In an effort to promote student involvement in the Indiana Law Review Blog, the Indiana Law Review held a writing competition open […]
“To preserve legislative independence, . . .‘legislators engaged in the sphere of legitimate legislative activity should be protected not only from the consequences of litigation’s results but also from the burden of defending themselves.’” .
“Private lawsuits threaten to chill robust representation by encouraging legislators to avoid controversial issues or stances in order to protect themselves.” .
“We are governed by laws, not by the intentions of legislators.” .
“[I]t simply is not consonant with our scheme of government for a court to inquire into the motives of legislators . . . .” .
“All politics is local.” . Former Speaker of the House Thomas Phillip “Tip” O’Neill used these words to remind federal politicians to “pay attention to their own backyards and take care of their folks.” . The concept also carries a broader meaning – that local legislative actors are most intimately entrusted with providing services to the public. Often, local legislative actors are not afforded the opportunity to focus solely on their legislative jobs. Their role as town council member, city council member, or state legislator is often only a part-time job for which they must supplement their salary with other work. Federal legislators, on the other hand, are afforded full-time jobs and a staff to assist them in performing their functions. In this context, when a city or town is sued for taking some legislative action, the local legislator should be protected from judicial inquiry to the same extent as the federal legislator. Unfortunately, a circuit split has developed, with some federal courts providing a lesser legislative immunity to local legislators than is provided to federal legislators.
A litigator is representing a client in a personal injury case where the client has suffered significant injuries. Although the litigator has strong evidence that the client was injured, the damage award could vary by a wide margin. The litigator would like to narrow the lower margin without sacrificing the higher margin, but is not sure how to do so. An interrogatory asking the defendant to place a value on the client’s damages would certainly be objected to. Nor would the defendant’s deposition prove fruitful because the defendant cannot be expected to accurately value the plaintiff’s claim on the spot. Rather, the litigator may find the solution through requests for admissions.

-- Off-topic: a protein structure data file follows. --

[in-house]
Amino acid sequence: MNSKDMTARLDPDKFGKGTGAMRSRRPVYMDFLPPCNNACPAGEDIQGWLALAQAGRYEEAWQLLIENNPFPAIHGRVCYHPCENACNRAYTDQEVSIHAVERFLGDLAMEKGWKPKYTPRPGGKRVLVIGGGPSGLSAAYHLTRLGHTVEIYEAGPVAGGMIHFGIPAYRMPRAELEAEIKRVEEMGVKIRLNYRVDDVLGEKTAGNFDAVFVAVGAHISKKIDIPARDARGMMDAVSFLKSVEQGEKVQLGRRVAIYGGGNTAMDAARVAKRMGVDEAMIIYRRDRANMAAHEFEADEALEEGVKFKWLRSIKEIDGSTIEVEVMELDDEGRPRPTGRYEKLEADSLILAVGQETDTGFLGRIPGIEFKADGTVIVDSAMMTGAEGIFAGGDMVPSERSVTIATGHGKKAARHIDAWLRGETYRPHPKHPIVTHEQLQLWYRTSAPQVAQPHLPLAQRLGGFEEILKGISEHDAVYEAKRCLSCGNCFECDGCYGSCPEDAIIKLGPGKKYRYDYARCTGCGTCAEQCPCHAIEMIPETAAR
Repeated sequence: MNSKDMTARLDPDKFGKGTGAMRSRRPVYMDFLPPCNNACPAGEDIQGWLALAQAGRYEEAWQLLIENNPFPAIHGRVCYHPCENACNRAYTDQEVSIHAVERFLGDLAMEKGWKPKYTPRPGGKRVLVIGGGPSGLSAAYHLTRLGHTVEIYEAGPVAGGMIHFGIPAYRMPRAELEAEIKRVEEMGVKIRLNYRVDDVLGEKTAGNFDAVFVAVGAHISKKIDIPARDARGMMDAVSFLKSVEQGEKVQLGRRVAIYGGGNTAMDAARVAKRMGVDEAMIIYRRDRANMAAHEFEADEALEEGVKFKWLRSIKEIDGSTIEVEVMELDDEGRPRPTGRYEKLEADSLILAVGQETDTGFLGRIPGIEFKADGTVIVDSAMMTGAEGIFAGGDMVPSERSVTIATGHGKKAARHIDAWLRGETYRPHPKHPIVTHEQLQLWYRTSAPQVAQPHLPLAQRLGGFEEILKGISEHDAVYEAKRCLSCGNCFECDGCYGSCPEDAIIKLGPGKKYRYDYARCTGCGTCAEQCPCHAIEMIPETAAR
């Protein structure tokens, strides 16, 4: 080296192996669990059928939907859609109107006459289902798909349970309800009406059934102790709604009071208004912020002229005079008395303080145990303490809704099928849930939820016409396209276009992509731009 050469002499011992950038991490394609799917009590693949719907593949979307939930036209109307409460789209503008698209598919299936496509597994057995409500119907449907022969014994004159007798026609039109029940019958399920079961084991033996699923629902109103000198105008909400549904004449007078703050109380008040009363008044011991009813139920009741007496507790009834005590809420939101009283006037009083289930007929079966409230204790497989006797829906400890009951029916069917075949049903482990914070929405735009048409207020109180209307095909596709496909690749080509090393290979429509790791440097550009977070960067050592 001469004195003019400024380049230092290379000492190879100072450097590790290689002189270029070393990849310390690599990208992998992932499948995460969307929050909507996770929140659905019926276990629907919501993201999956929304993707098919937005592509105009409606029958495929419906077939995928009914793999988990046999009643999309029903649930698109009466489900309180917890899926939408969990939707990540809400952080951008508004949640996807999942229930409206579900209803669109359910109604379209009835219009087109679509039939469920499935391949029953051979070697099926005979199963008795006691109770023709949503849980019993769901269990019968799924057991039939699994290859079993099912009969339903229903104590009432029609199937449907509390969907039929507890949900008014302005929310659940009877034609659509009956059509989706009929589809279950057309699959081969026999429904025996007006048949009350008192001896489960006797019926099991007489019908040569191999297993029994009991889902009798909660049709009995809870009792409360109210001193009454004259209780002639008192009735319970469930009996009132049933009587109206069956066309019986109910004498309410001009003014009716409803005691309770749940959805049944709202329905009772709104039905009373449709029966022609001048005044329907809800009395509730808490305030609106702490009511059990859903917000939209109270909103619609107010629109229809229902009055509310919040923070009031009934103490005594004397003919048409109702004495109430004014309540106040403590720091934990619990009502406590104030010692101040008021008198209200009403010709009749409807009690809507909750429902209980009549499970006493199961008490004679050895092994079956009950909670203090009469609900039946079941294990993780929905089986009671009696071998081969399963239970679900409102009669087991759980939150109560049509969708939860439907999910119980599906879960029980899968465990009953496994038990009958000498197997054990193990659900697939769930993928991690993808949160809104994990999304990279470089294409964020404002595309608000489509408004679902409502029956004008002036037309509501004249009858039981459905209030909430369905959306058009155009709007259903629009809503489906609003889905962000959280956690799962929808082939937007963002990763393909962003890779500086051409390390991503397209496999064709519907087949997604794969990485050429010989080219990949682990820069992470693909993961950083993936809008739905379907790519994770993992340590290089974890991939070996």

Requests for admission are a powerful but underutilized discovery tool that allow attorneys to ask an opposing party to admit any matter relevant to the case and not protected by privilege. . Unlike the Federal Rules, Indiana does not limit these matters to enumerated categories. . Instead, all non-privileged, relevant matters are proper, including “an opinion, a contention, or a legal conclusion, if the request is related to the facts of the case.” . This allows attorneys to significantly clarify their adversaries’ contentions and gain the upper hand at trial.
On November 14, 2014, the Indiana Court of Appeals upheld a $1.44 million jury verdict against Walgreen Company (“Walgreen”) for a pharmacist’s breach of privacy obligations. . The opinion began, “[i]n this case, a pharmacist breached one of her most sacred duties by viewing the prescription records of a customer and divulging the information she learned from those records to the client’s ex-boyfriend.” . That brief summary of the case’s fact pattern provides the foundation of what ultimately led to a large jury verdict against Walgreen, derived solely from the acts of its employee.
Section 285 of the Patent Act allows a prevailing party to recover attorneys’ fees in “exceptional” cases. . In Octane Fitness, LLC v. Icon Health & Fitness, Inc.,  and Highmark Inc. v. Allcare Health Management Systems, Inc.,  the Supreme Court relaxed the requirements for proving an “exceptional” case in three significant ways: (1) now a party who files a section 285 motion need only prove that a case is “exceptional” by a preponderance of the evidence;  (2) the movant no longer has to prove bad faith and objective baselessness,  but instead must prove that, under the “totality of the circumstances,”  the case “stands out from others,” considering numerous factors, such as “frivolousness, motivation, objective unreasonableness (both in the factual and legal components of the case) and the need . . . to advance considerations of compensation and deterrence;”  and (3) the appellate standard of review under section 285 is now a deferential abuse-of-discretion standard. .
Intellectual property litigators must be aware of these changes and also how various district courts are applying them. This article analyzes the dozens of cases that have applied Octane Fitness and Highmark, with a particular focus on district court opinions,  and identifies helpful trends and insights for patent litigators.
Lori M. Craig
J.D. Candidate, 2014, Indiana University Robert H. McKinney School of Law
B.A. 1997, Indiana University – Bloomington, Bloomington, Indiana.
“’For Christ’s sake, let me die in peace!’ he said.
. . .
‘You know perfectly well you can do nothing to help me, so leave me alone.’
‘We can ease your suffering,’ said the doctor.
‘You can’t even do that; leave me alone.’
. . .
He drew in a breath, broke off in the middle of it, stretched himself out, and died.” .
John P. Higgins, attorney
Indiana Supreme Court Disciplinary Commission
The Rules of Professional Conduct provide the baseline standards by which all lawyers must conduct themselves, both in their professional and (sometimes) personal lives. Violations of the Rules of Professional Conduct may serve as a basis for professional discipline, ranging anywhere from a private admonishment to permanent disbarment.